Introduction to October 2019 Issue

Featured in this issue are six literary works—two poems, one micro essay, and three short stories. Four of them deal with love, a subject that is relevant regardless of what time of year it is. Most of them are distinctly set in the region, an indication of the growing consciousness among local writers to write local stories for local readers. All of them are well-written, whatever language they are in.

“Oh, My Mandarangan” by Vincent Carlo Duran Cuzon looks back on a love that failed, and “Handum” by Adrian Pete Pregonir yearns for a love to be fulfilled. Poetry editor Paul Randy Gumanao selected and reviewed the two poems:

Cuzon’s poem is a creative interlacing of folklore and the persona’s narrative. Here, the Kidapawanon poet features as the central setting of the poem a local landmark of Kidapawan City—the Mandarangan Trail of Mt. Apo. In Bagobo folklore, Mandarangan is a powerful spirit who dwells with his wife, Darago, in a great fissure in Mt. Apo. In the poem, Mandarangan is addressed as someone to whom the persona was lured and with whom had a serendipitous affair, which eventually did not prosper causing the persona to earn the ire of Mandarangan’s wife.

The poem ushers the readers through the thickets, warm vents, and foggy atmosphere of the Mandarangan Trail on the way to the peak of Mt. Apo, as it reveals a story of a fleeting and unfortunate romance with someone who is already committed to another. The poem is a must-read especially this month when the Mandarangan Trail is again open for tourists and trekkers for the annual Mt. Apo October Trek.

Ang binalaybay ni Pregonir nagalarawan sa madalum nga handum kag paglaum sang persona nga makaupod ang ginahulat nga pinalangga nga nagpasalig sa iya nga dal-on siya sa lawud nga [ila]/ ginadahum kag indi magauntat tubtub/ indi [siya] madala sa/ pantalan sang [ila] ginhawa. Matahum ang paghulagway sang iya nga kahidlaw. May sagol nga kabalaka ang iya nga handum kag ini mabatyagan sa mga imahe sang nagalupad/ nga mga ipot-ipot sa kahanginan, sang nagauyog [nga] kapunoan, kag sang wala untat/ [nga] pagtayhop sang amihan.

Kung san-o ang katumanan sang iya nga handum, wala pa sing kasiguruhan. Ugaling, tungod sa gugma, nagapadayon siya nga malaumon pinaagi sa pagpanday/ sang balay sang tinaga/ agud mangin isa/ ka binalaybay.

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Sa maikling sanayay na “Liko’t Lubak,” inilahad ni Allan Ace Dignadice ang kaniyang mga karanasan at pagmumuni-muni upang lalong makilala ang sarili at humantong sa isang desisyon. Payak man ang paksa, nakakaaliw basahin ang gawa dahil malinis at may indayog ang wika at matapat ang paglalahad. Ipinapahayag din sa sanaysay na ang mga paglalakbay ay laging para sa sarili at bumabalik sa pinanggalingan.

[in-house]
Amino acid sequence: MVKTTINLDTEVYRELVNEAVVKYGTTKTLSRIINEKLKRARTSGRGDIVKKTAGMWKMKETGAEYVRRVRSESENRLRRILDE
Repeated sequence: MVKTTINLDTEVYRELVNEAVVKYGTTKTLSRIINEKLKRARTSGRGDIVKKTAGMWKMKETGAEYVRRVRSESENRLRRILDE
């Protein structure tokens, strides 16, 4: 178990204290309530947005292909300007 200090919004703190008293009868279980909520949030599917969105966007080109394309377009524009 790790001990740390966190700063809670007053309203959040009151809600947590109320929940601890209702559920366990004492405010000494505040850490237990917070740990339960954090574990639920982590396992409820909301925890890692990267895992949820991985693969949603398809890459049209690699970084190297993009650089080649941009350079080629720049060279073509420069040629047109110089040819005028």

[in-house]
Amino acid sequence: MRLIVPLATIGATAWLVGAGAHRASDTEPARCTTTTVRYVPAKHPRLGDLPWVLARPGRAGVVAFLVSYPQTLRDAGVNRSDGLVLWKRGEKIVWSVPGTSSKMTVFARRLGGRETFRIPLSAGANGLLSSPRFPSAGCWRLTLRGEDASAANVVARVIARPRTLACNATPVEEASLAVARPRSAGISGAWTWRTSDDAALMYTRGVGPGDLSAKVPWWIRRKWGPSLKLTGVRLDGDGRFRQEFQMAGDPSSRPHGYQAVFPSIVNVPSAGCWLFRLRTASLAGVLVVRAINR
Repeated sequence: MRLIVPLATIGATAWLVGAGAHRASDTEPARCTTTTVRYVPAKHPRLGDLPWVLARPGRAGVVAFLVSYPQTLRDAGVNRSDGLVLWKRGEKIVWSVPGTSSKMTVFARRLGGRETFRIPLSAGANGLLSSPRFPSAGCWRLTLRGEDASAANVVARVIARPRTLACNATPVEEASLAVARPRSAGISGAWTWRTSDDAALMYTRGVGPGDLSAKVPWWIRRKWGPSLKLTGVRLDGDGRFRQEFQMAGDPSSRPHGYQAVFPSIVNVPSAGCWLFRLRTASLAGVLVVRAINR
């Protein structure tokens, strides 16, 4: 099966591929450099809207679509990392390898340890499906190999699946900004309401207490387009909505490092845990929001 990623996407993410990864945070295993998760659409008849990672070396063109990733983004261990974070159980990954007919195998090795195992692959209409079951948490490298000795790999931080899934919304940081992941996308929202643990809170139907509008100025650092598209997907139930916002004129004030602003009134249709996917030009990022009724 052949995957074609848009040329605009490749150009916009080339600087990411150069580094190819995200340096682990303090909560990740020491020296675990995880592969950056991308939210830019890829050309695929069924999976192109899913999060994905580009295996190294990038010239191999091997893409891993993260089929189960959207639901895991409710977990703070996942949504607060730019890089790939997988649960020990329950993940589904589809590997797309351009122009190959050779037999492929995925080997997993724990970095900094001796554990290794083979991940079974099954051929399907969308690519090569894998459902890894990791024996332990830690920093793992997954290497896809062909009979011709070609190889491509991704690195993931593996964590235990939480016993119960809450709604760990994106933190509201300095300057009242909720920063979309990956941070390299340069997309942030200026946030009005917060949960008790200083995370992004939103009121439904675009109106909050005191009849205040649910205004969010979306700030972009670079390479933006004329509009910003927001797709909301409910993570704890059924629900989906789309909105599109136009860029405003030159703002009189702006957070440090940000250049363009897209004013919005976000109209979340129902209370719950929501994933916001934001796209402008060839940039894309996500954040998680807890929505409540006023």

Mahitungod ang sugilanon nga “Ginadili” ni Hannah Adtoon Leceña sa usa ka Kristiyano nga babaye nga naay uyab nga Muslim, ug tutol ang iyahang amahan sa ilahang paghigugmaay. Nipadulong ang suliran sa bayolente nga pagpakigharong, ug dinhi nigawas ang matuod nga  kinaiyahan sa mga tawo. Pinaagi sa matud-anong dayalogo, nahimong buhi ang mga eksena sa hunahuna sa magbabasa.

Tungkol naman sa sapilitang pagpapakasal ang kuwentong “Bihag” ni Norsalim S. Haron. Sa isang kulturang malaki ang pagpapahalaga sa dangal, hindi bihira ang pangyayaring ito. Sa pag-usad ng kuwento, matutuklasang hindi lamang pisikal ang pagkakabihag sa pangunahing tauhan. Ipinapasilip sa akda ang mga kaugalian at paniniwala ng mga Maguindanon.

“Scars under Her Feet” by Angelo Serrano is a long short story about a girl and her adventure in a magical land. The quest she accepts, however, is far from simple or ideal. As she comes face to face with the villain, her perception of good and evil, of truth and lies, is challenged. Of the local writers his age, Serrano arguably has the best command of the English language.

These six writers are still in their teens or twenties, as most of the contributors of this journal are. If they persevere and continue to produce works that are of the same quality as or better than the ones here, the region’s literature will thrive even further. This journal has so much to be grateful for and look forward to.

Jude Ortega
Isulan, Sultan Kudarat

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